a glossary of real estate terminology


An individual authorised to act on behalf of another (usually the owner) to sell, buy, rent or manager a property. Commonly used to refer to licensees whilst individual sales representatives can be referred to as real estate agents or real estate representatives.


The number of years it will take for you to completely pay off your loan.


It is a licensed real estate agent’s opinion of the potential saleability and price of your property. Not to be confused with a valuation, it is a prediction based on sales evidence and comparable properties on the market.


An increase in value.


A short-term loan used to allow a buyer to purchase a new property if the proceeds of a property he or she recently sold have not cleared.


An authorised person responsible for checking a property to ensure that it is structurally sound.


Defined as the profit on the sale of a capital asset (in this case a home).


A notification on the title declaring a party other than the owner may have an interest in the property.


When two agents work together to achieve the successful sale of a property. Upon settlement, the selling fee is then shared between the two agents.

–      As a seller, it is important for you to know that not all agents allow conjunctions. Instead, some agents place restrictions upon conjunctions in order to avoid sharing their selling fee. When selling your home, we therefore recommend you discuss a willingness to conjunct with your agent of choice before signing the listing agreement.

–      As a buyer, the importance of a conjunction relates to good old fashioned service. Given that buying a home is often an unnerving experience, working with a trusted professional will make the buying process a lot less daunting.


A variation made to the original offer as part of the negotiation.


A decrease in value.


The items in a home that can be removed without damage to themselves or the property. These include electrical items like fridges and washing machines that are not typically included in the sale of a property.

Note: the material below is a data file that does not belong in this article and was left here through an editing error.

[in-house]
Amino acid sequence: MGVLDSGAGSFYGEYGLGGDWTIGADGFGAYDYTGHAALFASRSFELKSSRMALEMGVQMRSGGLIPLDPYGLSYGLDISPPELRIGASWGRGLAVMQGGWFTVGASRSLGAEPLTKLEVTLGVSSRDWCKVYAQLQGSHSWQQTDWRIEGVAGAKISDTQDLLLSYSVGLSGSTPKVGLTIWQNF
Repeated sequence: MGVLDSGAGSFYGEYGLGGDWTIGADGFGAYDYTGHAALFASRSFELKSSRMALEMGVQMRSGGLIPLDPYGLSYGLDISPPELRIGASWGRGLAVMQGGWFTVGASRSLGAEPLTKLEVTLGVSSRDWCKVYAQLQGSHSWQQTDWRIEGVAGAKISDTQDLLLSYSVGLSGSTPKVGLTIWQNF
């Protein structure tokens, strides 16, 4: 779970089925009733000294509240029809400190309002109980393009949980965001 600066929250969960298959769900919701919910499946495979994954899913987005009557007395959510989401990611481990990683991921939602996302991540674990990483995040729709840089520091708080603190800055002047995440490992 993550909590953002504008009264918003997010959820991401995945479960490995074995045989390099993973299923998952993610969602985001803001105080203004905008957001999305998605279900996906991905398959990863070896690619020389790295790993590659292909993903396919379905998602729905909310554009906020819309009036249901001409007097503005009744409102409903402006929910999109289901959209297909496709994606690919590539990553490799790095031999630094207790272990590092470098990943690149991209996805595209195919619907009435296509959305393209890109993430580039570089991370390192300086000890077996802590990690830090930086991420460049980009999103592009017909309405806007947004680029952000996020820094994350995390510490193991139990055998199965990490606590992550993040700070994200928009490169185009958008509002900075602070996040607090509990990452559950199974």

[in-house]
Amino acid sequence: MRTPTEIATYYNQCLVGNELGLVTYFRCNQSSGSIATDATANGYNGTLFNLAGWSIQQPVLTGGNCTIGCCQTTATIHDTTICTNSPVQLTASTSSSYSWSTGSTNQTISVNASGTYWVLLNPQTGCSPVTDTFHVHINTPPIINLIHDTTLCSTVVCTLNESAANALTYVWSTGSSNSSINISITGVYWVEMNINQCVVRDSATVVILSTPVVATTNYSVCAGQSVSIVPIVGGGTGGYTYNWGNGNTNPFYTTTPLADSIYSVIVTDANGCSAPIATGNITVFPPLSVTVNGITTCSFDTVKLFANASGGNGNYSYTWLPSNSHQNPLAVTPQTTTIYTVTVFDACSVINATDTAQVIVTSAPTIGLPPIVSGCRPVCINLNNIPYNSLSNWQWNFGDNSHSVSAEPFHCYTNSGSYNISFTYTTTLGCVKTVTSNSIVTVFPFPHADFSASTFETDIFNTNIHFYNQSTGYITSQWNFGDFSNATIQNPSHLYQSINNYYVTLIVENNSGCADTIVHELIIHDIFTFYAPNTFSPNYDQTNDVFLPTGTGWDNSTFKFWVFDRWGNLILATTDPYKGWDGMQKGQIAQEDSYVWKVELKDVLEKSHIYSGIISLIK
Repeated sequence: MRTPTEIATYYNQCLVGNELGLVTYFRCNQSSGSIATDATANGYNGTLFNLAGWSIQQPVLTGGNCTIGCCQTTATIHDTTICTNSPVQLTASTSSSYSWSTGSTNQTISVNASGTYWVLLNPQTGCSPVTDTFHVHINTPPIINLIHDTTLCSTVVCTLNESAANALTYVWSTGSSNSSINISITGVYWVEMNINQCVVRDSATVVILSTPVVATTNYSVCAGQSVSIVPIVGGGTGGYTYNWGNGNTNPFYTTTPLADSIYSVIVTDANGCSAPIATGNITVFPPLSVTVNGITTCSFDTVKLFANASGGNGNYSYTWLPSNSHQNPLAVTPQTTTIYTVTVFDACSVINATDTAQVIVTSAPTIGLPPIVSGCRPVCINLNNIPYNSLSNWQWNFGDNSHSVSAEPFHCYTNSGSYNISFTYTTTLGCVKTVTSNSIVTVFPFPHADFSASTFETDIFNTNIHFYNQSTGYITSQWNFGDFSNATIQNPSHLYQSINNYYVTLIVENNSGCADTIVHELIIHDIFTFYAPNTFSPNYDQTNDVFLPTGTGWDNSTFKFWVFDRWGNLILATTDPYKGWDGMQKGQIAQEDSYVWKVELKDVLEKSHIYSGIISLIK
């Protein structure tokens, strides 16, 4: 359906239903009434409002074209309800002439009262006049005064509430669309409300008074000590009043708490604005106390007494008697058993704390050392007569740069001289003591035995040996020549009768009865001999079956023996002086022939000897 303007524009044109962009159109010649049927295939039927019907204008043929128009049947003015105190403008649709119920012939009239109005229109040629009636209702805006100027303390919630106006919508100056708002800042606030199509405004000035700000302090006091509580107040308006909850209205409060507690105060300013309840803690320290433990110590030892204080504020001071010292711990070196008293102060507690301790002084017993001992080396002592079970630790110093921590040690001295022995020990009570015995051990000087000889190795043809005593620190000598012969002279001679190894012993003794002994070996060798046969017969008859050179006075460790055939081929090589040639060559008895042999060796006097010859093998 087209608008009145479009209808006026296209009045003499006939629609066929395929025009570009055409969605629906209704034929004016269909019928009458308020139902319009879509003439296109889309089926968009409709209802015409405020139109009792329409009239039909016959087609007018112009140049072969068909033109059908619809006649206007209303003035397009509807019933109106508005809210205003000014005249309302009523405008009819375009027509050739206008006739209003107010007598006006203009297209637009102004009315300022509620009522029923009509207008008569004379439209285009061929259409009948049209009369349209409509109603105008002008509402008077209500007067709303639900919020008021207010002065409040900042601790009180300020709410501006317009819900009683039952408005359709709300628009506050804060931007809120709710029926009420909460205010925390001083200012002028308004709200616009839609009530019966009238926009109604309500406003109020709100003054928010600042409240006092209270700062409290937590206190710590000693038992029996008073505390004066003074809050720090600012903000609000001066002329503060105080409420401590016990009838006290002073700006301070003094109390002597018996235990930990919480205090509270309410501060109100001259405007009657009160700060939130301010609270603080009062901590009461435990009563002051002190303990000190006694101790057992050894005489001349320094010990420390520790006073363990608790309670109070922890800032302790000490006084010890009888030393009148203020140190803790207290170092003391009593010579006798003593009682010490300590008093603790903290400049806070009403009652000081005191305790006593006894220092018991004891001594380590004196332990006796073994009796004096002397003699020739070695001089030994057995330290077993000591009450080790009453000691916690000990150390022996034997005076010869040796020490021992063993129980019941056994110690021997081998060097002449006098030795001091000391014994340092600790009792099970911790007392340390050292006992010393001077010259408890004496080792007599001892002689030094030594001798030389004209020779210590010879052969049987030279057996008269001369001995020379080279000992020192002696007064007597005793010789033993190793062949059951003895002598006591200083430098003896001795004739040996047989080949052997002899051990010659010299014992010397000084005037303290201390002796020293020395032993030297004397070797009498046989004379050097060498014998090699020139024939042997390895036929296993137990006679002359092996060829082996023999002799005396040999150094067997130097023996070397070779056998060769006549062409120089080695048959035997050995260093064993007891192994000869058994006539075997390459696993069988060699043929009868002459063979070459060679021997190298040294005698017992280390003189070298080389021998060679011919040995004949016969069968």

The items permanently fixed to a property that would cause damage to themselves or the home if they were to be removed. These include items like built-in shelving or carpets that are typically included in the sale of a property.


Someone who agrees to fulfil a contract if the main party to the loan defaults.


The amount paid by an individual borrowing money from a lender in addition to the main amount borrowed aka the principal. The interest rate can be fixed, variable or a combination of the two.


Commonly used by agents for properties that they have been instructed to sell or lease. When real estate is ‘listed’ it is officially recorded as being available for sale.


When the earnings from an investment property are less than the costs associated with the investment. The shortfall can be used to offset tax liability in Australia (for now at least).


The consideration offered to purchase or lease a property.


This is the final stage of the sale process where the buyer completes the payment of the contracted price to the seller and takes legal possession of the property.


The party that handles the legal transaction of the property from the seller to the buyer. Each party must choose a settlement agent to represent their interests during the settlement process.


The date on which the sale of a property is finalised. The buyer pays the seller and gains ownership of the property.


Calculated as a percentage of the value, it is the tax levied on the sale of a property. This varies between states or territories.


A land owner’s division of all or part of their parcel of land into separate allotments, each with a separate title as approved by planning authorities.


The sale of an asset through seeking written bids.


Generally referred to as the certificate of title, this is the document that verifies the property ownership. Normally associated with a diagram or plan that outlines the dimensions and location, it shows any encumbrances or easements specific to the property.


The bank account managed by a real estate agency where funds (such as deposits and rental monies) are held on behalf of a client.


An estimation of the value of a property that’s provided by a licensed valuer for legal or banking purposes.


An urban planning tool used by local governments to determine how land is to be used. For example, this dictates if it can be used for one home, more than one home, business or residential.

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